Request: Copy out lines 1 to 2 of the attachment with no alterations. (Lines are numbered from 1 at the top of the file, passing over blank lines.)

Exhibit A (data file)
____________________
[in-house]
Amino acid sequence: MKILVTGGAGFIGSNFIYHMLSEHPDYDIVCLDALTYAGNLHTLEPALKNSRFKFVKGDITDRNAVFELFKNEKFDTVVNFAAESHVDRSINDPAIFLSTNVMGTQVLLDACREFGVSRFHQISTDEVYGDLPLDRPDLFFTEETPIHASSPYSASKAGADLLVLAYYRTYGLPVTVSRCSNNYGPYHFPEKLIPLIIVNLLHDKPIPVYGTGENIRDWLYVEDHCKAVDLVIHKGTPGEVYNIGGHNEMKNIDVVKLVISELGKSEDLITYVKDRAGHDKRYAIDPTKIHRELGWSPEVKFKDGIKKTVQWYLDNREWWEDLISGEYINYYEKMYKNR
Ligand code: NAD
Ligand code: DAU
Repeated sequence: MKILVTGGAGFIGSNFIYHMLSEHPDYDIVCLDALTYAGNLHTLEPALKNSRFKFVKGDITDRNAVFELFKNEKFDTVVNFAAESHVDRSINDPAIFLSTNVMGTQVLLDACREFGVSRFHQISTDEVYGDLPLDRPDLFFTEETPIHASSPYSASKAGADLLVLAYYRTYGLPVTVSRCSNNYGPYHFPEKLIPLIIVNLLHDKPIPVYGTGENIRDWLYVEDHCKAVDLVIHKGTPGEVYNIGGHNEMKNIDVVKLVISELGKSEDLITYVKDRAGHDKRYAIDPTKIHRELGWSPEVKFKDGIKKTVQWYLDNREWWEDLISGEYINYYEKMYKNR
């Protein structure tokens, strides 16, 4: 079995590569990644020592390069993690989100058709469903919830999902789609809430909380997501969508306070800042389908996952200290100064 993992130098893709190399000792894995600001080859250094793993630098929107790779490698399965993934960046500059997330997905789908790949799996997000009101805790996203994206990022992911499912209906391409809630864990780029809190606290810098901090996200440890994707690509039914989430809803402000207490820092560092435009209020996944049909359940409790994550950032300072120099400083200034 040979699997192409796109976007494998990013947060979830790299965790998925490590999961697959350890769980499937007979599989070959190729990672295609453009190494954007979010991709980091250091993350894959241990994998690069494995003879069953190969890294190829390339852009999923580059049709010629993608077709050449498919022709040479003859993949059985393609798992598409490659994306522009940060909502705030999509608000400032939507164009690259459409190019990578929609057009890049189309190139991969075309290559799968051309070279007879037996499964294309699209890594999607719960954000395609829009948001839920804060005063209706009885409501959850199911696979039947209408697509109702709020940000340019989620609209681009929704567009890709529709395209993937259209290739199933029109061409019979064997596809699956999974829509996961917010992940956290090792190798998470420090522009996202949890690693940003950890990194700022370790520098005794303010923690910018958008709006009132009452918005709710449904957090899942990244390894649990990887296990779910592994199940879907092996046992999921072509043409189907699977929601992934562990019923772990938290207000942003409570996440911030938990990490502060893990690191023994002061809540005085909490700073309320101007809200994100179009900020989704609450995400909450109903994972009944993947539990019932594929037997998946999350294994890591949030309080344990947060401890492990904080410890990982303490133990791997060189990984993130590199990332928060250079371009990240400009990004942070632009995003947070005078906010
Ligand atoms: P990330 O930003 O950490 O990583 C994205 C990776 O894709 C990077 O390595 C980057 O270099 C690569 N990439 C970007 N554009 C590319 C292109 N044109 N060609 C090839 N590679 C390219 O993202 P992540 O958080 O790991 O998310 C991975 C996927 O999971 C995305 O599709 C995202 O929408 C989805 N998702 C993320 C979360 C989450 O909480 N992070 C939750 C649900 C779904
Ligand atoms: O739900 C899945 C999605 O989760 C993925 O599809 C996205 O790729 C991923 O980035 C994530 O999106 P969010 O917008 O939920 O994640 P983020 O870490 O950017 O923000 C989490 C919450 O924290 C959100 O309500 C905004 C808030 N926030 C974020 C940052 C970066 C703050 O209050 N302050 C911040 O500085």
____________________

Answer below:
[in-house]
Amino acid sequence: MKILVTGGAGFIGSNFIYHMLSEHPDYDIVCLDALTYAGNLHTLEPALKNSRFKFVKGDITDRNAVFELFKNEKFDTVVNFAAESHVDRSINDPAIFLSTNVMGTQVLLDACREFGVSRFHQISTDEVYGDLPLDRPDLFFTEETPIHASSPYSASKAGADLLVLAYYRTYGLPVTVSRCSNNYGPYHFPEKLIPLIIVNLLHDKPIPVYGTGENIRDWLYVEDHCKAVDLVIHKGTPGEVYNIGGHNEMKNIDVVKLVISELGKSEDLITYVKDRAGHDKRYAIDPTKIHRELGWSPEVKFKDGIKKTVQWYLDNREWWEDLISGEYINYYEKMYKNR